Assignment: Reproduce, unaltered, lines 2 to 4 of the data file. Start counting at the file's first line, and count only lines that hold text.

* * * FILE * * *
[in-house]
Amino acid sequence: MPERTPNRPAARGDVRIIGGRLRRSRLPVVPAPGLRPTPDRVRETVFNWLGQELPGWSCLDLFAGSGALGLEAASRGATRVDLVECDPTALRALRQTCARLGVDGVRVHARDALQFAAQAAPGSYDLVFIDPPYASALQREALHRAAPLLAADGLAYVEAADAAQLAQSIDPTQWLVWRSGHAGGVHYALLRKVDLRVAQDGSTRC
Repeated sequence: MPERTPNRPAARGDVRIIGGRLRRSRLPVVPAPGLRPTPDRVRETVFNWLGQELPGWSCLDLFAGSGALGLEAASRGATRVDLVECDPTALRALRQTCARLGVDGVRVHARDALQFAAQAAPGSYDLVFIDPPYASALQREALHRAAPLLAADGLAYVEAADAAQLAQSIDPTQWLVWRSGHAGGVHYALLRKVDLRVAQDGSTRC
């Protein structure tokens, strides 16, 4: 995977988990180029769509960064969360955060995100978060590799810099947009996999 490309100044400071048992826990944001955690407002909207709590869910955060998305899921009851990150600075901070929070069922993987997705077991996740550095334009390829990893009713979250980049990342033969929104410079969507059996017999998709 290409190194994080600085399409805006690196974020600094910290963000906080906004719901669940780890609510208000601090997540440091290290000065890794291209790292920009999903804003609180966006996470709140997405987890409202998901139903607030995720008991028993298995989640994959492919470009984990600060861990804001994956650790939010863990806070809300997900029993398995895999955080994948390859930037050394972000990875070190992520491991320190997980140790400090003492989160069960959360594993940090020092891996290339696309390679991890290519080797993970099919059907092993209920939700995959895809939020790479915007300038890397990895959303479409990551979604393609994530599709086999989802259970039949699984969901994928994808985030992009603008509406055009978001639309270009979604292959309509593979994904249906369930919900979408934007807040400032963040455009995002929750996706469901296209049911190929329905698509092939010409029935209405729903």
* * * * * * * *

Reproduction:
Amino acid sequence: MPERTPNRPAARGDVRIIGGRLRRSRLPVVPAPGLRPTPDRVRETVFNWLGQELPGWSCLDLFAGSGALGLEAASRGATRVDLVECDPTALRALRQTCARLGVDGVRVHARDALQFAAQAAPGSYDLVFIDPPYASALQREALHRAAPLLAADGLAYVEAADAAQLAQSIDPTQWLVWRSGHAGGVHYALLRKVDLRVAQDGSTRC
Repeated sequence: MPERTPNRPAARGDVRIIGGRLRRSRLPVVPAPGLRPTPDRVRETVFNWLGQELPGWSCLDLFAGSGALGLEAASRGATRVDLVECDPTALRALRQTCARLGVDGVRVHARDALQFAAQAAPGSYDLVFIDPPYASALQREALHRAAPLLAADGLAYVEAADAAQLAQSIDPTQWLVWRSGHAGGVHYALLRKVDLRVAQDGSTRC
């Protein structure tokens, strides 16, 4: 995977988990180029769509960064969360955060995100978060590799810099947009996999 490309100044400071048992826990944001955690407002909207709590869910955060998305899921009851990150600075901070929070069922993987997705077991996740550095334009390829990893009713979250980049990342033969929104410079969507059996017999998709 290409190194994080600085399409805006690196974020600094910290963000906080906004719901669940780890609510208000601090997540440091290290000065890794291209790292920009999903804003609180966006996470709140997405987890409202998901139903607030995720008991028993298995989640994959492919470009984990600060861990804001994956650790939010863990806070809300997900029993398995895999955080994948390859930037050394972000990875070190992520491991320190997980140790400090003492989160069960959360594993940090020092891996290339696309390679991890290519080797993970099919059907092993209920939700995959895809939020790479915007300038890397990895959303479409990551979604393609994530599709086999989802259970039949699984969901994928994808985030992009603008509406055009978001639309270009979604292959309509593979994904249906369930919900979408934007807040400032963040455009995002929750996706469901296209049911190929329905698509092939010409029935209405729903």